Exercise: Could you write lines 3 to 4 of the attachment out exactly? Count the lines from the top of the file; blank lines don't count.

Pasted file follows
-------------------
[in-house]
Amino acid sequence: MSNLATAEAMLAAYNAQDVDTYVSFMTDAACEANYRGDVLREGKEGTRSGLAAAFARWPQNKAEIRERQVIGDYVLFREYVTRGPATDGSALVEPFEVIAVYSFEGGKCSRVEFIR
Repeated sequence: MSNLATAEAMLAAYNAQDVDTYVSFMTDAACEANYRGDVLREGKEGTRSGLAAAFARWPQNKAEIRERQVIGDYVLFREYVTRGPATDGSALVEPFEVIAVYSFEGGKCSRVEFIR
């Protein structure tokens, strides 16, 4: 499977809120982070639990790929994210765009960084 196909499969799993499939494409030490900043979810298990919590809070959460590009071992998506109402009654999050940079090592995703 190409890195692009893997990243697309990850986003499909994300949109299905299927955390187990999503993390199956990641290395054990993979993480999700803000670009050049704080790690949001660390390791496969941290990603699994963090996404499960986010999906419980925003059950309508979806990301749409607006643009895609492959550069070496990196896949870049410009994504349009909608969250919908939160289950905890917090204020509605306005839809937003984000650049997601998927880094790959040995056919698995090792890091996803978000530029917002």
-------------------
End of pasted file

Repeated sequence: MSNLATAEAMLAAYNAQDVDTYVSFMTDAACEANYRGDVLREGKEGTRSGLAAAFARWPQNKAEIRERQVIGDYVLFREYVTRGPATDGSALVEPFEVIAVYSFEGGKCSRVEFIR
């Protein structure tokens, strides 16, 4: 499977809120982070639990790929994210765009960084 196909499969799993499939494409030490900043979810298990919590809070959460590009071992998506109402009654999050940079090592995703 190409890195692009893997990243697309990850986003499909994300949109299905299927955390187990999503993390199956990641290395054990993979993480999700803000670009050049704080790690949001660390390791496969941290990603699994963090996404499960986010999906419980925003059950309508979806990301749409607006643009895609492959550069070496990196896949870049410009994504349009909608969250919908939160289950905890917090204020509605306005839809937003984000650049997601998927880094790959040995056919698995090792890091996803978000530029917002």